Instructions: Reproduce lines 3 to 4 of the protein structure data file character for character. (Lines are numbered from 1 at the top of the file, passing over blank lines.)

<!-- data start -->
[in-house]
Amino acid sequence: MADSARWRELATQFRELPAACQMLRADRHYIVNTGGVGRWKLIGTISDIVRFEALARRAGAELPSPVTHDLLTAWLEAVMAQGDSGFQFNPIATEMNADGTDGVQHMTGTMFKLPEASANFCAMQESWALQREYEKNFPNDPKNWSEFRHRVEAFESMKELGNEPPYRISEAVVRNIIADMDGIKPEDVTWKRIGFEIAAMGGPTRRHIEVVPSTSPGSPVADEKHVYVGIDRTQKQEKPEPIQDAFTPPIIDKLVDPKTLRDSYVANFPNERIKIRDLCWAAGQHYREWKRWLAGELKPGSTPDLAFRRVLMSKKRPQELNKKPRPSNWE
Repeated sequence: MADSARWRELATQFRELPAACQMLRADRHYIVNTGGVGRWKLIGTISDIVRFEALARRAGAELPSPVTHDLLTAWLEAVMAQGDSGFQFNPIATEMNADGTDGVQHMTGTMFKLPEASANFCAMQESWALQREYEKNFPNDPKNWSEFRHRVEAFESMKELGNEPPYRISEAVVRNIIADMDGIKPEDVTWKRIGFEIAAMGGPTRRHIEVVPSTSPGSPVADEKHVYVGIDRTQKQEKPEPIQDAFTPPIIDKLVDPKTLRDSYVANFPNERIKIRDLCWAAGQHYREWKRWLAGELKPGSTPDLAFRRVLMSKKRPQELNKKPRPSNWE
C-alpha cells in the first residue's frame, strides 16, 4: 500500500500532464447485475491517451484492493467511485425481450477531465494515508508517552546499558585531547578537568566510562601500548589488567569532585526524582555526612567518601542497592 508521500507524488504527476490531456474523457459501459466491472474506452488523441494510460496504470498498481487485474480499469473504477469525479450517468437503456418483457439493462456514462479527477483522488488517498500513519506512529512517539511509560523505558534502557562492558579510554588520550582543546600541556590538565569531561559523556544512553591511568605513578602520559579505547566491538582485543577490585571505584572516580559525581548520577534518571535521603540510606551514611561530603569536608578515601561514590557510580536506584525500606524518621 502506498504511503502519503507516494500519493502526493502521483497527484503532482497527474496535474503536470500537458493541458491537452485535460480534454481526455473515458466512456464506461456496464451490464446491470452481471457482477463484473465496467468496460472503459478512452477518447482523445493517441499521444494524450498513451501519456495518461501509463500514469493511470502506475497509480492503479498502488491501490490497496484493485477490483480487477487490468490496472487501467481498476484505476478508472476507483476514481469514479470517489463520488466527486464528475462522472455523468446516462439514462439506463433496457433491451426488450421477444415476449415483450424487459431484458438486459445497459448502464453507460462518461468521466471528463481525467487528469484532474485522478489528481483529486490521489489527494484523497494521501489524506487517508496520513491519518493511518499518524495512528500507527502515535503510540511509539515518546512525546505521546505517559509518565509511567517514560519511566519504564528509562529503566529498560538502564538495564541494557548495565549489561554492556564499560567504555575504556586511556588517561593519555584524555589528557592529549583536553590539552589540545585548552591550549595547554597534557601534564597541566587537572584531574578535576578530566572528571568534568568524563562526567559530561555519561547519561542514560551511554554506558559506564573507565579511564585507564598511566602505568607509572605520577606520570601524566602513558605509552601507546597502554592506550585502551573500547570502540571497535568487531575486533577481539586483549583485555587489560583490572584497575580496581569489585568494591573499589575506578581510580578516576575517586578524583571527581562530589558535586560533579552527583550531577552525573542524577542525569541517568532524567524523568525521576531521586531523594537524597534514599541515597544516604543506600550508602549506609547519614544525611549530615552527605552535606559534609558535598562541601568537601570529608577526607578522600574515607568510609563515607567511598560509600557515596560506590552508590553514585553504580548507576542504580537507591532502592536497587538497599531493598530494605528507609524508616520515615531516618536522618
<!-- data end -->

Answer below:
Repeated sequence: MADSARWRELATQFRELPAACQMLRADRHYIVNTGGVGRWKLIGTISDIVRFEALARRAGAELPSPVTHDLLTAWLEAVMAQGDSGFQFNPIATEMNADGTDGVQHMTGTMFKLPEASANFCAMQESWALQREYEKNFPNDPKNWSEFRHRVEAFESMKELGNEPPYRISEAVVRNIIADMDGIKPEDVTWKRIGFEIAAMGGPTRRHIEVVPSTSPGSPVADEKHVYVGIDRTQKQEKPEPIQDAFTPPIIDKLVDPKTLRDSYVANFPNERIKIRDLCWAAGQHYREWKRWLAGELKPGSTPDLAFRRVLMSKKRPQELNKKPRPSNWE
C-alpha cells in the first residue's frame, strides 16, 4: 500500500500532464447485475491517451484492493467511485425481450477531465494515508508517552546499558585531547578537568566510562601500548589488567569532585526524582555526612567518601542497592 508521500507524488504527476490531456474523457459501459466491472474506452488523441494510460496504470498498481487485474480499469473504477469525479450517468437503456418483457439493462456514462479527477483522488488517498500513519506512529512517539511509560523505558534502557562492558579510554588520550582543546600541556590538565569531561559523556544512553591511568605513578602520559579505547566491538582485543577490585571505584572516580559525581548520577534518571535521603540510606551514611561530603569536608578515601561514590557510580536506584525500606524518621 502506498504511503502519503507516494500519493502526493502521483497527484503532482497527474496535474503536470500537458493541458491537452485535460480534454481526455473515458466512456464506461456496464451490464446491470452481471457482477463484473465496467468496460472503459478512452477518447482523445493517441499521444494524450498513451501519456495518461501509463500514469493511470502506475497509480492503479498502488491501490490497496484493485477490483480487477487490468490496472487501467481498476484505476478508472476507483476514481469514479470517489463520488466527486464528475462522472455523468446516462439514462439506463433496457433491451426488450421477444415476449415483450424487459431484458438486459445497459448502464453507460462518461468521466471528463481525467487528469484532474485522478489528481483529486490521489489527494484523497494521501489524506487517508496520513491519518493511518499518524495512528500507527502515535503510540511509539515518546512525546505521546505517559509518565509511567517514560519511566519504564528509562529503566529498560538502564538495564541494557548495565549489561554492556564499560567504555575504556586511556588517561593519555584524555589528557592529549583536553590539552589540545585548552591550549595547554597534557601534564597541566587537572584531574578535576578530566572528571568534568568524563562526567559530561555519561547519561542514560551511554554506558559506564573507565579511564585507564598511566602505568607509572605520577606520570601524566602513558605509552601507546597502554592506550585502551573500547570502540571497535568487531575486533577481539586483549583485555587489560583490572584497575580496581569489585568494591573499589575506578581510580578516576575517586578524583571527581562530589558535586560533579552527583550531577552525573542524577542525569541517568532524567524523568525521576531521586531523594537524597534514599541515597544516604543506600550508602549506609547519614544525611549530615552527605552535606559534609558535598562541601568537601570529608577526607578522600574515607568510609563515607567511598560509600557515596560506590552508590553514585553504580548507576542504580537507591532502592536497587538497599531493598530494605528507609524508616520515615531516618536522618